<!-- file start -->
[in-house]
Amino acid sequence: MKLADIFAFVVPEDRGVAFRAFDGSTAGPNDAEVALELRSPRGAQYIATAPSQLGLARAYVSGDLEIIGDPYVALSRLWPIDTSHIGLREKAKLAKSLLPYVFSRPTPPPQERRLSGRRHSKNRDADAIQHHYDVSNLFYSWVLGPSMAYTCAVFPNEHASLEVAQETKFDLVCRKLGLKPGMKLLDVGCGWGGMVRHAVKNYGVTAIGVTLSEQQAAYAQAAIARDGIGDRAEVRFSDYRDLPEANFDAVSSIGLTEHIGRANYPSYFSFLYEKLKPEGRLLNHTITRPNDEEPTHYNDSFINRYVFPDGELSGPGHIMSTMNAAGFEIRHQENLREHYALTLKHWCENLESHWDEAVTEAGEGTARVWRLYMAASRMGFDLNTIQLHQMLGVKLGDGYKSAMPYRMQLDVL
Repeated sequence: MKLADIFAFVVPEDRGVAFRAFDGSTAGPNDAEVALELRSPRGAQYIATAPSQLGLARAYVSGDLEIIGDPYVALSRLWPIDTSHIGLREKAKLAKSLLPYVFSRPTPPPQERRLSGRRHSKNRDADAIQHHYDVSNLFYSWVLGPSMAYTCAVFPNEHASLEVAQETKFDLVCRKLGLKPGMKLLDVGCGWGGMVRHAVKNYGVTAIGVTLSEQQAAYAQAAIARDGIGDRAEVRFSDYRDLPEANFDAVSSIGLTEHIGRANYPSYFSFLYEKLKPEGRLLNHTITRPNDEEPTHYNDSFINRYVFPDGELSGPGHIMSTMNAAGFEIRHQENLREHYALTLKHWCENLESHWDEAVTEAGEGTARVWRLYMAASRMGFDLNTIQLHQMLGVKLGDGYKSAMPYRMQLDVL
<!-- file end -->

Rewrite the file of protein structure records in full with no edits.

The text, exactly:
[in-house]
Amino acid sequence: MKLADIFAFVVPEDRGVAFRAFDGSTAGPNDAEVALELRSPRGAQYIATAPSQLGLARAYVSGDLEIIGDPYVALSRLWPIDTSHIGLREKAKLAKSLLPYVFSRPTPPPQERRLSGRRHSKNRDADAIQHHYDVSNLFYSWVLGPSMAYTCAVFPNEHASLEVAQETKFDLVCRKLGLKPGMKLLDVGCGWGGMVRHAVKNYGVTAIGVTLSEQQAAYAQAAIARDGIGDRAEVRFSDYRDLPEANFDAVSSIGLTEHIGRANYPSYFSFLYEKLKPEGRLLNHTITRPNDEEPTHYNDSFINRYVFPDGELSGPGHIMSTMNAAGFEIRHQENLREHYALTLKHWCENLESHWDEAVTEAGEGTARVWRLYMAASRMGFDLNTIQLHQMLGVKLGDGYKSAMPYRMQLDVL
Repeated sequence: MKLADIFAFVVPEDRGVAFRAFDGSTAGPNDAEVALELRSPRGAQYIATAPSQLGLARAYVSGDLEIIGDPYVALSRLWPIDTSHIGLREKAKLAKSLLPYVFSRPTPPPQERRLSGRRHSKNRDADAIQHHYDVSNLFYSWVLGPSMAYTCAVFPNEHASLEVAQETKFDLVCRKLGLKPGMKLLDVGCGWGGMVRHAVKNYGVTAIGVTLSEQQAAYAQAAIARDGIGDRAEVRFSDYRDLPEANFDAVSSIGLTEHIGRANYPSYFSFLYEKLKPEGRLLNHTITRPNDEEPTHYNDSFINRYVFPDGELSGPGHIMSTMNAAGFEIRHQENLREHYALTLKHWCENLESHWDEAVTEAGEGTARVWRLYMAASRMGFDLNTIQLHQMLGVKLGDGYKSAMPYRMQLDVL